9. Questions and final thoughts
  10. Wrap-up

Inspecting ‘Focus not obscured’

This workshop from July 2023 went in-depth on the new WCAG 2.2 criteria, 2.4.11 ‘Focus not obscured (minimum)’ and 2.4.12 ‘Focus not obscured (enhanced)’.

Imran Hussain facilitated the workshop and Chris Ballantine-Thomas moderated the chat.

Inspecting ‘Target size’

This workshop from July 2023 went in-depth on the new WCAG 2.2 criterion, 2.5.8 ‘Target size’.

Kelly Lee facilitated the workshop and Charlotte Downs moderated the chat.

Inspecting ‘Accessible authentication’

This workshop from July 2023 went in-depth on the new WCAG 2.2 criteria, 3.3.8 ‘Accessible authentication (minimum)’ and 3.3.9 ‘Accessible authentication (enhanced)’.

Steve Messer facilitated the workshop and Kelly Lee moderated the chat.

Manually testing a component’s accessibility

During my time on the GOV.UK Design System team, I developed a workshop in collaboration with Imran Hussein.

Watch a recording of the manual accessibility testing workshop on YouTube.

The idea was twofold:

  • We wanted to help demonstrate how teams across the UK public sector can test and assess the accessibility of components they contribute to the GOV.UK Design System
  • We wanted to test the accessibility of the community-built update for the task list component

With the support and advice of Frankie Roberto and the task list working group community, Imran and I developed the workshop, and scheduled it for March 2023.

The workshop was 90 minutes long and consisted of 5 segments:

  1. Info about the task list component and it working group
  2. Learning about manual accessibility testing methods
  3. Demonstrations of manual accessibility tests
  4. Info on available assistive technologies and reporting tools
  5. Questions and feedback

We ended up selling out the first event, and decided to run a second session 1 week later to meet demand. In total there were 500 attendees across the two sessions.

Accessibility in design systems

For Design System Day 2022, I developed and moderated a 1-hour keynote panel discussion, to explore the intersection between accessibility and design systems.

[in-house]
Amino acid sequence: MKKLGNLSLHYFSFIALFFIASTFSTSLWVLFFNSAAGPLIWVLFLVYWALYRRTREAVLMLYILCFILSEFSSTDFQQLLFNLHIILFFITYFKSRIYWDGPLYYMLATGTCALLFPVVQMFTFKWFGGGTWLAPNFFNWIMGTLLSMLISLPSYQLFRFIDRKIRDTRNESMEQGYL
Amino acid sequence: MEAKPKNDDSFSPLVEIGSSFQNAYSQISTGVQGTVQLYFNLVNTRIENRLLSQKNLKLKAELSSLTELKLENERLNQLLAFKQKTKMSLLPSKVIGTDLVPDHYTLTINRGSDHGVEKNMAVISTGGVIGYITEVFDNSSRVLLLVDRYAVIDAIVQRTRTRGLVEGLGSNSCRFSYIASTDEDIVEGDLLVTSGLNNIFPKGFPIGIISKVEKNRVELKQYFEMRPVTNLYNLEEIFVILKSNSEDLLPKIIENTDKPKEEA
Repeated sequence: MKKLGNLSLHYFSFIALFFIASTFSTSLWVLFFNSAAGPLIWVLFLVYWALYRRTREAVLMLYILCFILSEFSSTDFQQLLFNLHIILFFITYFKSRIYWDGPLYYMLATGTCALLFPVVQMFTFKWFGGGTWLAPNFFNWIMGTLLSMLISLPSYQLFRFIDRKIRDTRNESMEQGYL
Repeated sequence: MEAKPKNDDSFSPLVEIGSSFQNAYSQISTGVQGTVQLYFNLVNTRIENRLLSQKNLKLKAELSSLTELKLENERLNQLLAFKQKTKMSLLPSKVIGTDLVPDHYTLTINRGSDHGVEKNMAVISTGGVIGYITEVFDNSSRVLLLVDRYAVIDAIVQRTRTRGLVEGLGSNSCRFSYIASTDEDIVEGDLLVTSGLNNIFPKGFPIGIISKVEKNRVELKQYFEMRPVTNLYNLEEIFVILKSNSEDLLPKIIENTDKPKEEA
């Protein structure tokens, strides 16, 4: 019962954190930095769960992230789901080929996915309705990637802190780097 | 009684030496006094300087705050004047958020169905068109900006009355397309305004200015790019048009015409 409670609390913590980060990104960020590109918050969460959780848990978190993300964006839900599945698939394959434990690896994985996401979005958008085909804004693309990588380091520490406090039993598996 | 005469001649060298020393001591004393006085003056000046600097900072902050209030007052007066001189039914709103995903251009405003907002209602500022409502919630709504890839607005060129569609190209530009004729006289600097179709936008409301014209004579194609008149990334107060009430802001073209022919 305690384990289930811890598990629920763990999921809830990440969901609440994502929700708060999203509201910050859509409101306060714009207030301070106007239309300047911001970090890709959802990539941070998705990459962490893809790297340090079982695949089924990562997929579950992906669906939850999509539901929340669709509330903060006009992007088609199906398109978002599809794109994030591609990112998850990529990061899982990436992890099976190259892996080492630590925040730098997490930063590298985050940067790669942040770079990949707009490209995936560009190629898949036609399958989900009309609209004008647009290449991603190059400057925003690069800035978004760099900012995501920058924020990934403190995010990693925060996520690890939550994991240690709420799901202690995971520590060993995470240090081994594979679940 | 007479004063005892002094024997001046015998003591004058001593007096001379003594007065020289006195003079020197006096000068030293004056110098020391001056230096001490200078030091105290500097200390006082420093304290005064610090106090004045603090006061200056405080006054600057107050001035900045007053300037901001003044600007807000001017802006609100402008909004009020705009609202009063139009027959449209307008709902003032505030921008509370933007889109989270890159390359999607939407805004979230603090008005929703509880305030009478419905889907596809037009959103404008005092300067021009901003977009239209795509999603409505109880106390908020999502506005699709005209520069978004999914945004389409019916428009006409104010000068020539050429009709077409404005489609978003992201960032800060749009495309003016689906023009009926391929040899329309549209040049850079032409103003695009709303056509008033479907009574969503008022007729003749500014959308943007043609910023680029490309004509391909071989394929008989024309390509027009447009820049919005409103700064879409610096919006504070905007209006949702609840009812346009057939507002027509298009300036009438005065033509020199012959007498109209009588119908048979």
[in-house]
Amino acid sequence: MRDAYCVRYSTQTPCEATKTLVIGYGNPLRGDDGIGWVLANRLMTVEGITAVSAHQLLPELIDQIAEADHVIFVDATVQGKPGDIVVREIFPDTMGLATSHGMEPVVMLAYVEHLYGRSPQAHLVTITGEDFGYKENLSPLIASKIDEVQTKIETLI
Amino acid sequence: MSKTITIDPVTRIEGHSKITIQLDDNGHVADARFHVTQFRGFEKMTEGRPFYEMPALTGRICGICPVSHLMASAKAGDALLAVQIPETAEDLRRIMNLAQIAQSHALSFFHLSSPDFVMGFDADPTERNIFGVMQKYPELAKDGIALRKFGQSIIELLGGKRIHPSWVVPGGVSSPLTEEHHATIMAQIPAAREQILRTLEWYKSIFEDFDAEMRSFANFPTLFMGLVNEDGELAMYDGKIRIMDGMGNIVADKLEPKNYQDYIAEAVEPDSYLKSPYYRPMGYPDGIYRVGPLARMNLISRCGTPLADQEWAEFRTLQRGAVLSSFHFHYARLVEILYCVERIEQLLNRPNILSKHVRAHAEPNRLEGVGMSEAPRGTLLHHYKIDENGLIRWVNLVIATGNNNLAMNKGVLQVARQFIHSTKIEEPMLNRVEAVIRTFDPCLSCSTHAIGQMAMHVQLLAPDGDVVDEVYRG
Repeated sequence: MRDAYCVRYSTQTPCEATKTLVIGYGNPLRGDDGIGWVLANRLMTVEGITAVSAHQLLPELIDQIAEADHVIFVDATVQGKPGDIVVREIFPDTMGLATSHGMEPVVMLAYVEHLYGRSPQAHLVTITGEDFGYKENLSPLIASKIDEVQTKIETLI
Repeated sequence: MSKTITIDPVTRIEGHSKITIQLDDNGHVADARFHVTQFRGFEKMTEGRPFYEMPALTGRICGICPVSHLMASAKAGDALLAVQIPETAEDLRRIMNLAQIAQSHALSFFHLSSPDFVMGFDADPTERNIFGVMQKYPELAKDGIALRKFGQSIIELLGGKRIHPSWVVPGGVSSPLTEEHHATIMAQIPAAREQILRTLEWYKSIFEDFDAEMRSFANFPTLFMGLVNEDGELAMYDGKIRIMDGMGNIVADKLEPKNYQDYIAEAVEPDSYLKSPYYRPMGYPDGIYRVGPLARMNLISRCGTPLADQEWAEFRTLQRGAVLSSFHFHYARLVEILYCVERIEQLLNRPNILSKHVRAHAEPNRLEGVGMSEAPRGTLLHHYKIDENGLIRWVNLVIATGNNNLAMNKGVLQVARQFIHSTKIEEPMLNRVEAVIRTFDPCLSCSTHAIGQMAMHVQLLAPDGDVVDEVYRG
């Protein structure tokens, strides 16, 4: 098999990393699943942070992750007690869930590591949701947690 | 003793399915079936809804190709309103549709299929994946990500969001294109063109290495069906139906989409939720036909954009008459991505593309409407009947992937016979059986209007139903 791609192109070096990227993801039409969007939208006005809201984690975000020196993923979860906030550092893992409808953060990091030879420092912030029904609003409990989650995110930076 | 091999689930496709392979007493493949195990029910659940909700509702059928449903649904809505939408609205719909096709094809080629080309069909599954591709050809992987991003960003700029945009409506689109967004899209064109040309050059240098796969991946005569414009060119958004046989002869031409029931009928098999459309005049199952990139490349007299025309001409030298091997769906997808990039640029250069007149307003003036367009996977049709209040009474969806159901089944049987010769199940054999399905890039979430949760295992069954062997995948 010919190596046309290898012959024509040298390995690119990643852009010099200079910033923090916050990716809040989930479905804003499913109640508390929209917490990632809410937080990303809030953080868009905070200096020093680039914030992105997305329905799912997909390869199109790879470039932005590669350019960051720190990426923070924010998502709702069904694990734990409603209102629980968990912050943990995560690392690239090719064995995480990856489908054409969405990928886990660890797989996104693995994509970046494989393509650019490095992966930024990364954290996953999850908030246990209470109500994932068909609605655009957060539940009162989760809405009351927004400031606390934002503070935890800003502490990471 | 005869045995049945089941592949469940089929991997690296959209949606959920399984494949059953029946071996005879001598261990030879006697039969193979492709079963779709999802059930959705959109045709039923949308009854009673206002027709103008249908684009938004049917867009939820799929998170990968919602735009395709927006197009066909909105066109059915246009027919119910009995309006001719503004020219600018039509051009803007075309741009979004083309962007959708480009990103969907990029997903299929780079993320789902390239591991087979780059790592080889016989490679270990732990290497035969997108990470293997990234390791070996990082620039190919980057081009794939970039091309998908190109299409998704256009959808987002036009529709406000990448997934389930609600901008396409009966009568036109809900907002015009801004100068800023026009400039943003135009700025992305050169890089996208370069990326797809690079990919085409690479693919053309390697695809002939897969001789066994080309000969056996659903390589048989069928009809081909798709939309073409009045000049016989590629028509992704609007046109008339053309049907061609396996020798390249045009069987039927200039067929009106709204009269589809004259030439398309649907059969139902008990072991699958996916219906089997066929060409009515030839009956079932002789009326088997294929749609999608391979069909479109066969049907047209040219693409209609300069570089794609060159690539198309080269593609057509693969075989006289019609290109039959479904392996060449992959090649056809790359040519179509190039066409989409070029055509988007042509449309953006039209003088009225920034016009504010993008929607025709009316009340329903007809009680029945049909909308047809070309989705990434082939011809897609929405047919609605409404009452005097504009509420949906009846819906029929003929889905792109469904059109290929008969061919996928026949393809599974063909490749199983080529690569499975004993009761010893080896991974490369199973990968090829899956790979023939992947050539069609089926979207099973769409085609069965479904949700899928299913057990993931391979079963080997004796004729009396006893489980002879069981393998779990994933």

Learn more about the keynote panel on the GOV.UK Design System website.

Watch a recording of the keynote panel on YouTube.

The six panelists come from a varied set of UK civil service, broader public sector and private sector organizations. They all had one thing in common: working on web accessibility for a design system. This allowed us to contrast a range of experiences and ideas related to improving web accessibility within and through a design system.

In addition to myself, the panelists were:

  • Anna E. Cook, Senior designer for accessibility on Azure, Microsoft
  • Michael Cheung, Frontend developer working on accessibility for the design system, NHS Digital
  • Philip Strain, Product lead for accessibility & design systems, Miro
  • Shabana Ali, Accessibility frontend developer, HMRC
  • Sophie Beaumont, Accessibility lead, BBC WebCore

Creation of the panel and selection of panelists was supported by Imran Hussein.

Improving web accessibility at the scale of a government

I presented on my recent experiences in improving web accessibility within large governmental organizations at a weekly Civic Tech Toronto hacknight in November 2022.

Watch a recording of the presentation on YouTube.

Digitizing services is a massive and ongoing project for governments around the world. If done correctly, this work can make taxes, permits and even healthcare simpler, faster and better for everyone. And since things like taxes aren’t optional, ‘everyone’ needs to be a term that includes people with disabilities and access needs.

But how exactly can a government build enough digital tools to encompass the work of an entire civil service, while keeping accessibility in mind?

This presentation doesn’t provide a full answer, but explores how the UK Government’s centralized design system helps improve accessibility for hundreds of digital services, nudging everyone towards a more accessible future.